Melancholy Christmas

Melancholy Christmas

We moved to Three Rivers, Michigan, 13 years ago during a snowy winter to live in a cottage on Pleasant Lake. The cold arrived quickly and silently that year; the lake froze into a sheet of glass, providing us a vast window into the underwater world on the lake’s bottom. In the weeks leading up to Christmas that year, Over the Rhine’s The Darkest Night of the Year was the perfect and constant soundtrack to our wintry hermitage.

I wrote a review of the album in 2002 for catapult magazine:

Over the Rhine, a great rock band from Ohio, released a Christmas album about six years ago that runs against the grain of most Christmas recordings I’ve ever heard. Instead of a collection of happy Christmas ditties, uninspired traditional arrangements and sappy new Christmas originals, OTR’s The Darkest Night of the Year is a work that evokes wonder and invites reflection. Put simply, there are no sleigh bells on the entire recording.

The band uses acoustic instruments, guitar, piano, cello and bass, to set the quiet, contemplative tone…. Over the Rhine captures the quiet, less stressful side of Christmas and encourages the listener to take a few minutes to ponder the miracle of a virgin birth, the miracle of a boy who was both God and man.

A lot has changed for us in Three Rivers since that first contemplative winter. We helped open a fair trade store in the historic downtown, worked for five years at Calvin College in the Student Activities Office, renovated an apartment in our historic building, purchased an old elementary school in town, started the slow work of bringing an abandoned building back to life, and learned how to grow food (still working on that). Kirstin started working full-time at a local retreat center, and we launched a new online magazine. I wouldn’t necessarily call our current rhythm contemplative.

A lot has changed for Over the Rhine, too. The band’s personnel has shifted significantly since they recorded Darkest Night; instead of a full band, they are now the married duo of Linford Detweiler and Karin Berquist with a revolving cast of supporting musicians. Their marriage almost fell apart, causing them to cancel their tour in 2004 to “[struggle] with the stuff of staying together” (apparent on 2005’s Drunkard’s Prayer). And they recently purchased a 140-year-old barn in rural Ohio to create a performing arts center that will serve as their creative headquarters for the future.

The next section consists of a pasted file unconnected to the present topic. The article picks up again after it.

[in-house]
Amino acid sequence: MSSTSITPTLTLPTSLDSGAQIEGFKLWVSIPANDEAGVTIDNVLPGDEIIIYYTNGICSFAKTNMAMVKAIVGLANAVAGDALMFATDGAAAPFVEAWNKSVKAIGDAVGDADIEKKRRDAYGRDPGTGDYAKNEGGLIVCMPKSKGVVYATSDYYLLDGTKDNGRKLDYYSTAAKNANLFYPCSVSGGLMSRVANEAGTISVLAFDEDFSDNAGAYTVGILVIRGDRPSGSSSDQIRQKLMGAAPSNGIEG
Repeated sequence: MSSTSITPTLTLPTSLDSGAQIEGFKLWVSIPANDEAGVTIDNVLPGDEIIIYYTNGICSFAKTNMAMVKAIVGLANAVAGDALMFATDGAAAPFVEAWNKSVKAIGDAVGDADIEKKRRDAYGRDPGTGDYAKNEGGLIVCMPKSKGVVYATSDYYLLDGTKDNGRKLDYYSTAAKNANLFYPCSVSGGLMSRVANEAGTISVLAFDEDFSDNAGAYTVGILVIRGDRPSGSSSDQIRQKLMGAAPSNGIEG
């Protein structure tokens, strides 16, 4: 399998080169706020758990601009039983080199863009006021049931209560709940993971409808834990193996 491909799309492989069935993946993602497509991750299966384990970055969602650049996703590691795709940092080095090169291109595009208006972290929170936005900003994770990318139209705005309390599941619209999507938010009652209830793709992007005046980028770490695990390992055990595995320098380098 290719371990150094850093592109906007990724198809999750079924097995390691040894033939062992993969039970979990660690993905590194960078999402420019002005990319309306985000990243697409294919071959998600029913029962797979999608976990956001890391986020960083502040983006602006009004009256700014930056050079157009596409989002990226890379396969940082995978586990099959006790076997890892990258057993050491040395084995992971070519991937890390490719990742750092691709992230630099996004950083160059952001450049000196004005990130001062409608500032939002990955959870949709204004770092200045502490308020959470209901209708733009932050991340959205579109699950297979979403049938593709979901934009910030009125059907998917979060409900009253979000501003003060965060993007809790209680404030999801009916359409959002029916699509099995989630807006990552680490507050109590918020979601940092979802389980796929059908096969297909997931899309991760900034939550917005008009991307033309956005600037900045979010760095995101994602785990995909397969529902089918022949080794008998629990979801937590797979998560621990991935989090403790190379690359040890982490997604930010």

Throughout the years, though, the band has continuously recorded new, beautiful Christmas music. They released Snow Angel in 2006 and Blood Oranges in the Snow in 2014. The music has shifted from the ambient sonic landscapes of Darkest Night to musical love letters to the Vince Guaraldi Trio. The newer albums feature lighter moments (some with a few sleigh bells splashed in), but there’s still a wonderful mix of melancholy, longing, and joy throughout. The lyrical allusion to “Jingle Bells” in “One Olive Jingle” gives way to “We’re Gonna Pull Through,” which acknowledges faithfulness in the quotidian. This music can be playful, but it always returns to wistfulness and contemplation. It invites the listener to slow down, to notice the small things that make a life worth living together, to find joy in the ridiculous.

The other day, a friend said she didn’t always like Over the Rhine’s Christmas music because it makes her sad when she listens to it. I wondered if my melancholic default was the primary reason I like these albums so much. But I think there’s more to it than that.

As I was writing this piece, news of the mass shooting in San Bernardino, California, started trickling into my Twitter feed. “No, no, no, no,” I thought. “Not again,” as I buried my face in my hands. The words from Over the Rhine’s “Changes Come” on 2003’s Ohio album came immediately to mind:

I wanna have our baby
Some days I think that maybe
This ol’ world’s too fucked up for any firstborn son

There is all this untouched beauty
The light, the dark both running through me
Is there still redemption for anyone?

Some days, as the brokenness becomes too much, I feel like I can only utter these words alongside the band:

Jesus come
Turn the world around
Jesus come
Lay my burden down

Jesus come
Turn this world around
Jesus come
Bring the whole thing down, yeah

But I know that waiting on the world to change isn’t how change happens and that sending our thoughts and prayers to victims of the latest unthinkable tragedy isn’t enough. We need to be the answers to our prayers by building a different world, being the change we want to see in our cities, on our farms, and everywhere in between. We need to raise barns, restore historic buildings, cultivate healthy soil, build genuine relationships, and create spaces for imaginative options to flourish.

Christmas celebrates the radical inbreaking of God in the flesh, incarnating the holy call to be fully human in ways we still have trouble grasping. Shouldn’t Christmas music allude to the vision for flourishing embodied in a refugee baby born in a dangerous time thousands of years ago? Shouldn’t it recognize that all is not right with the world and cause us to long for something better, while celebrating that which is good? It’s a tricky business and few get it right—which makes me all the more thankful for Over the Rhine’s work this time of year.